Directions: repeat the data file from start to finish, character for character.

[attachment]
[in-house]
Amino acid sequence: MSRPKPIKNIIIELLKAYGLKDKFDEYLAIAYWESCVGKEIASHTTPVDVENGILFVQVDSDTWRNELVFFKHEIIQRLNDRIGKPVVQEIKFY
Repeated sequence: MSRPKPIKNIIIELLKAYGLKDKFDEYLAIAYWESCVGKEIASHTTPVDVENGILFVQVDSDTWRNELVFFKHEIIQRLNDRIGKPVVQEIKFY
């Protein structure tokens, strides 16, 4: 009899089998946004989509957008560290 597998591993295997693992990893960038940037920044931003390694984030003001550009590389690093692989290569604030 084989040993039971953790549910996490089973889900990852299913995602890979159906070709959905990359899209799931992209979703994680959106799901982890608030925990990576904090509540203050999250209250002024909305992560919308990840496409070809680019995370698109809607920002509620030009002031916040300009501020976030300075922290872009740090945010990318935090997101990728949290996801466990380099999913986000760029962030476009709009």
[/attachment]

[in-house]
Amino acid sequence: MSRPKPIKNIIIELLKAYGLKDKFDEYLAIAYWESCVGKEIASHTTPVDVENGILFVQVDSDTWRNELVFFKHEIIQRLNDRIGKPVVQEIKFY
Repeated sequence: MSRPKPIKNIIIELLKAYGLKDKFDEYLAIAYWESCVGKEIASHTTPVDVENGILFVQVDSDTWRNELVFFKHEIIQRLNDRIGKPVVQEIKFY
């Protein structure tokens, strides 16, 4: 009899089998946004989509957008560290 597998591993295997693992990893960038940037920044931003390694984030003001550009590389690093692989290569604030 084989040993039971953790549910996490089973889900990852299913995602890979159906070709959905990359899209799931992209979703994680959106799901982890608030925990990576904090509540203050999250209250002024909305992560919308990840496409070809680019995370698109809607920002509620030009002031916040300009501020976030300075922290872009740090945010990318935090997101990728949290996801466990380099999913986000760029962030476009709009």